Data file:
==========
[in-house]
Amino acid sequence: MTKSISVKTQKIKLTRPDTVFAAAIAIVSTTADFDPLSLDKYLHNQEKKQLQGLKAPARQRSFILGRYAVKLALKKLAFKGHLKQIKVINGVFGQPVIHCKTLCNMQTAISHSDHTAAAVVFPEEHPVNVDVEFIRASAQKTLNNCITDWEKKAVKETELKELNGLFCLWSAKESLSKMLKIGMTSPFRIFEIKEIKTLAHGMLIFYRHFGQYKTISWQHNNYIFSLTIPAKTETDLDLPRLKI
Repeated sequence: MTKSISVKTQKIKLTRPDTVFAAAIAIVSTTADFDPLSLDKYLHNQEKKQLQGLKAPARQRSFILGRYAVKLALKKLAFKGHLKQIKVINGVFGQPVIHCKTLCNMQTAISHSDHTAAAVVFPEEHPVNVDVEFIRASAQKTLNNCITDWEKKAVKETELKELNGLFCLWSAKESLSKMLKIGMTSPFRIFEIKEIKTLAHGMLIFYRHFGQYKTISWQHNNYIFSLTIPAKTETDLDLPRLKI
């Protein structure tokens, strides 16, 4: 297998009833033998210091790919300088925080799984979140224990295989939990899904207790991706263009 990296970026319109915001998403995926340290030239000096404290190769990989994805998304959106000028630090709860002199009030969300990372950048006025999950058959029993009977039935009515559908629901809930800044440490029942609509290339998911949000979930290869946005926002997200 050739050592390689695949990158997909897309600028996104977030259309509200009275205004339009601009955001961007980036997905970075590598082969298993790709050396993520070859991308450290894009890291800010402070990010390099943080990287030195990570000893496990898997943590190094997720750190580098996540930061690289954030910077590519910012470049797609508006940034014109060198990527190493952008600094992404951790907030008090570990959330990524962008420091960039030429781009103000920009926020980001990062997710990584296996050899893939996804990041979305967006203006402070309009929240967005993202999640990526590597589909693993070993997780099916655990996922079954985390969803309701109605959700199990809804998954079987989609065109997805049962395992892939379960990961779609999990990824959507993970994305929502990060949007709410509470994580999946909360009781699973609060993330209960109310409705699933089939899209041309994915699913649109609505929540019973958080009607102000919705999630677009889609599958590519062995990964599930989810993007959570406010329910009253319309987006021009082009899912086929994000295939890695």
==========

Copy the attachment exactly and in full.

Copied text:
[in-house]
Amino acid sequence: MTKSISVKTQKIKLTRPDTVFAAAIAIVSTTADFDPLSLDKYLHNQEKKQLQGLKAPARQRSFILGRYAVKLALKKLAFKGHLKQIKVINGVFGQPVIHCKTLCNMQTAISHSDHTAAAVVFPEEHPVNVDVEFIRASAQKTLNNCITDWEKKAVKETELKELNGLFCLWSAKESLSKMLKIGMTSPFRIFEIKEIKTLAHGMLIFYRHFGQYKTISWQHNNYIFSLTIPAKTETDLDLPRLKI
Repeated sequence: MTKSISVKTQKIKLTRPDTVFAAAIAIVSTTADFDPLSLDKYLHNQEKKQLQGLKAPARQRSFILGRYAVKLALKKLAFKGHLKQIKVINGVFGQPVIHCKTLCNMQTAISHSDHTAAAVVFPEEHPVNVDVEFIRASAQKTLNNCITDWEKKAVKETELKELNGLFCLWSAKESLSKMLKIGMTSPFRIFEIKEIKTLAHGMLIFYRHFGQYKTISWQHNNYIFSLTIPAKTETDLDLPRLKI
């Protein structure tokens, strides 16, 4: 297998009833033998210091790919300088925080799984979140224990295989939990899904207790991706263009 990296970026319109915001998403995926340290030239000096404290190769990989994805998304959106000028630090709860002199009030969300990372950048006025999950058959029993009977039935009515559908629901809930800044440490029942609509290339998911949000979930290869946005926002997200 050739050592390689695949990158997909897309600028996104977030259309509200009275205004339009601009955001961007980036997905970075590598082969298993790709050396993520070859991308450290894009890291800010402070990010390099943080990287030195990570000893496990898997943590190094997720750190580098996540930061690289954030910077590519910012470049797609508006940034014109060198990527190493952008600094992404951790907030008090570990959330990524962008420091960039030429781009103000920009926020980001990062997710990584296996050899893939996804990041979305967006203006402070309009929240967005993202999640990526590597589909693993070993997780099916655990996922079954985390969803309701109605959700199990809804998954079987989609065109997805049962395992892939379960990961779609999990990824959507993970994305929502990060949007709410509470994580999946909360009781699973609060993330209960109310409705699933089939899209041309994915699913649109609505929540019973958080009607102000919705999630677009889609599958590519062995990964599930989810993007959570406010329910009253319309987006021009082009899912086929994000295939890695």